A little girl I knew when I was a kid saw a movie about Rapunzel and her magnificent long hair, fine as spun gold.
The little girl’s parents had friends, Pearl and Morris, who lived on the next block. They had a daughter who was one day younger than the little girl. One day the little girl was at Pearl’s house and she asked Pearl about the thick bun of hair at the back of her head.
“My hair comes down to my back,” said Pearl. “That’s why I put it in a bun.”
“Because it gets in my way if I don’t.”
“How do you put it in a bun?”
“I wrap it round and round and round until it’s a bun. One day I’ll let it down for you and you’ll see how far down it comes. It’s like Rapunzel’s hair. Only my hair is black.”
“How far down does it come?”
Pearl touched the bottom of her back with her second finger.
The little girl couldn’t picture what Pearl’s black hair would look like all the way down to the bottom of her back.
One night the little girl’s mother was putting her hair up in curls and told the little girl that Pearl and Morris were coming over to visit later.
The little girl asked if she would be up.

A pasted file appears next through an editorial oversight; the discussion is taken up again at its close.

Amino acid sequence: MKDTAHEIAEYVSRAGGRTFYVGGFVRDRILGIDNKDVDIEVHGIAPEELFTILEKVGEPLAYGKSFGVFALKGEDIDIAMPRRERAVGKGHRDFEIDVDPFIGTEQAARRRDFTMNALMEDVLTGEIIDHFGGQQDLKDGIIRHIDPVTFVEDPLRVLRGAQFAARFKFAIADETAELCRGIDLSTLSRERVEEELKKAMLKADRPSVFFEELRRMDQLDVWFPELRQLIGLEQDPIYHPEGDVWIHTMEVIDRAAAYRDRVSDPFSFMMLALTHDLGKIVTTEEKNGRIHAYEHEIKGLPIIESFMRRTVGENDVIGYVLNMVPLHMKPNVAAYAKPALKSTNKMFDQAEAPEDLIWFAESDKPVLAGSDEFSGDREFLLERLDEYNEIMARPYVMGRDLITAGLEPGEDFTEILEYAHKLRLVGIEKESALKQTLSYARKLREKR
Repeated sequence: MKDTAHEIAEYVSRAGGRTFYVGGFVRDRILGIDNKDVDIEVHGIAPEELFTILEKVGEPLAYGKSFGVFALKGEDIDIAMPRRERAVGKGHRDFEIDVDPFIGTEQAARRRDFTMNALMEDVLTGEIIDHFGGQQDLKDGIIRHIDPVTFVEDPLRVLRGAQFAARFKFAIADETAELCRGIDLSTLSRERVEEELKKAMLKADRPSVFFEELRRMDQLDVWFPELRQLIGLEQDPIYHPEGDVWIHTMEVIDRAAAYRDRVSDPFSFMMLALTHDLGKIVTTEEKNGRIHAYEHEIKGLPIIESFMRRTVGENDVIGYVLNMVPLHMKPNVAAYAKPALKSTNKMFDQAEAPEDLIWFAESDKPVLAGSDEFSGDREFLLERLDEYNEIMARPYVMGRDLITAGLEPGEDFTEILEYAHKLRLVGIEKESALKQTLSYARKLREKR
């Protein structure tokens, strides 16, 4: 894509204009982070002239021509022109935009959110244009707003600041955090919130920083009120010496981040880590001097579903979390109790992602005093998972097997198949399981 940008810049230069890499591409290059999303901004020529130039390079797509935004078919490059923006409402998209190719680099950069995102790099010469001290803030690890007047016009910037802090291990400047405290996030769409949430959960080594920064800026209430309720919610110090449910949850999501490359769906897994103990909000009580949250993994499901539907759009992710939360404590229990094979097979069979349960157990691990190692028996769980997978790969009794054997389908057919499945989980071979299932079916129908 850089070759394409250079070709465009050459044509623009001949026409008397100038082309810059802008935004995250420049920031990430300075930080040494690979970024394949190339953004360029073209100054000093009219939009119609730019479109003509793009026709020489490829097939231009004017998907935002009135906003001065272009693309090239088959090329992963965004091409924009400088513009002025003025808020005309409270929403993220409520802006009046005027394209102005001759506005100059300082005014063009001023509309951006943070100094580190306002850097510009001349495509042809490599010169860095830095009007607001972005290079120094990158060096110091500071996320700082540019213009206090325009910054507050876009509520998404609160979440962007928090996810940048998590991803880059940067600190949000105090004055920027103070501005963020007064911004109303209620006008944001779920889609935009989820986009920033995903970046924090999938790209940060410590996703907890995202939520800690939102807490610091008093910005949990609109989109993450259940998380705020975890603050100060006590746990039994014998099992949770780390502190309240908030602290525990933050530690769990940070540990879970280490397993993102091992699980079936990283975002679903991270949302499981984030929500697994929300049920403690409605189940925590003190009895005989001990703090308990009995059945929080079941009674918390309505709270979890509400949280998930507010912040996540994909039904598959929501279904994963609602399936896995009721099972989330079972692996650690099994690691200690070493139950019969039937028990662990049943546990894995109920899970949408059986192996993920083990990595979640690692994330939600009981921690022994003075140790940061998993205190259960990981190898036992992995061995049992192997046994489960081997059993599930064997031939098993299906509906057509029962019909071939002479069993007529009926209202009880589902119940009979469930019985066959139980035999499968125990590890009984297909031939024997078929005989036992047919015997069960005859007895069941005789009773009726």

“No, you’ll be asleep.”
“I think Pearl is pretty,” the little girl said.
“You do?” said her mother.
“Don’t tell her I told you.”
Later, when the little girl was in her crib the bell rang and she heard the sound of voices talking low.
Then her mother came into the little girl’s room. “Pearl wants to say good night to you,” she said.
Pearl came over to the little girl’s crib. Her black hair was in the bun.
“Good night, sweet girl. I think you are very pretty too.”
The next morning the little girl said to her mother, “You promised you wouldn’t tell Pearl.”
“But it made her feel so good.”
“But you promised.”
When she was 17, the little girl I knew ran for student council president and asked a classmate to vote for her.
“Why not?” he said. “You don’t squint.”


About judyjablow123

In my youth I was a world class tournament golfer. I earned an MA in history at NYU, after which I knew I had had enough of academia. I have remained a student of history. I have a strongly personal - almost entirely negative- take on the contemporary pharmaceutical and mental health industries. That was the impetus for my Bluepolar blog, which will also include stuff on sports, history and anything else that strikes my interest.
This entry was posted in Fiction and tagged , . Bookmark the permalink.

One Response to A LITTLE GIRL I KNEW

  1. Arnon says:

    Despite a past betrayal, a promise may still be worth extracting… it’s often broken, but sometimes kept.


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